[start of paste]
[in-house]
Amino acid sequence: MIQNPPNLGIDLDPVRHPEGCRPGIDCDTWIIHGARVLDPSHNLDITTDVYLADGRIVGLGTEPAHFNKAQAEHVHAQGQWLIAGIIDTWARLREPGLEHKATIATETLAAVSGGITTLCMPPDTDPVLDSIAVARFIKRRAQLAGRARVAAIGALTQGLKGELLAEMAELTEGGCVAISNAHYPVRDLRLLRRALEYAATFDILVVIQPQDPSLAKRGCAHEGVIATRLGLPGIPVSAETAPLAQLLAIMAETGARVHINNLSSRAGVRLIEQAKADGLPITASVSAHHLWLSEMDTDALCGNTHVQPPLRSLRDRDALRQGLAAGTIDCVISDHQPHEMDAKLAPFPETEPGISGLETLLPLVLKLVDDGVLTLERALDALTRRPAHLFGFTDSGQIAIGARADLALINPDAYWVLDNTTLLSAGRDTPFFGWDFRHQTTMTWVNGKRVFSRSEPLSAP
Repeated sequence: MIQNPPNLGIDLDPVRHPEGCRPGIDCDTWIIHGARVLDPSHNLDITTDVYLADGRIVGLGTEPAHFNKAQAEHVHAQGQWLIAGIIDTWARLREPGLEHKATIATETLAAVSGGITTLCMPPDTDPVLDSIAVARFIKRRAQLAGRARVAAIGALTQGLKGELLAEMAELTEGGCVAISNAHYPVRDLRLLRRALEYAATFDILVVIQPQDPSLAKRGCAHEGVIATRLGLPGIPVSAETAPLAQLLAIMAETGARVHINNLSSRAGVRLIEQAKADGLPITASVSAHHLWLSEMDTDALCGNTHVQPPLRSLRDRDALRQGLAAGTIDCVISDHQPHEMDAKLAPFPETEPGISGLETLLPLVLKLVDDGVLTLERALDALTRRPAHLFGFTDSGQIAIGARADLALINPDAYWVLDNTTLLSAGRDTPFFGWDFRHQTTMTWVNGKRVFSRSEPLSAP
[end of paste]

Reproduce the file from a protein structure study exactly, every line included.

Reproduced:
[in-house]
Amino acid sequence: MIQNPPNLGIDLDPVRHPEGCRPGIDCDTWIIHGARVLDPSHNLDITTDVYLADGRIVGLGTEPAHFNKAQAEHVHAQGQWLIAGIIDTWARLREPGLEHKATIATETLAAVSGGITTLCMPPDTDPVLDSIAVARFIKRRAQLAGRARVAAIGALTQGLKGELLAEMAELTEGGCVAISNAHYPVRDLRLLRRALEYAATFDILVVIQPQDPSLAKRGCAHEGVIATRLGLPGIPVSAETAPLAQLLAIMAETGARVHINNLSSRAGVRLIEQAKADGLPITASVSAHHLWLSEMDTDALCGNTHVQPPLRSLRDRDALRQGLAAGTIDCVISDHQPHEMDAKLAPFPETEPGISGLETLLPLVLKLVDDGVLTLERALDALTRRPAHLFGFTDSGQIAIGARADLALINPDAYWVLDNTTLLSAGRDTPFFGWDFRHQTTMTWVNGKRVFSRSEPLSAP
Repeated sequence: MIQNPPNLGIDLDPVRHPEGCRPGIDCDTWIIHGARVLDPSHNLDITTDVYLADGRIVGLGTEPAHFNKAQAEHVHAQGQWLIAGIIDTWARLREPGLEHKATIATETLAAVSGGITTLCMPPDTDPVLDSIAVARFIKRRAQLAGRARVAAIGALTQGLKGELLAEMAELTEGGCVAISNAHYPVRDLRLLRRALEYAATFDILVVIQPQDPSLAKRGCAHEGVIATRLGLPGIPVSAETAPLAQLLAIMAETGARVHINNLSSRAGVRLIEQAKADGLPITASVSAHHLWLSEMDTDALCGNTHVQPPLRSLRDRDALRQGLAAGTIDCVISDHQPHEMDAKLAPFPETEPGISGLETLLPLVLKLVDDGVLTLERALDALTRRPAHLFGFTDSGQIAIGARADLALINPDAYWVLDNTTLLSAGRDTPFFGWDFRHQTTMTWVNGKRVFSRSEPLSAP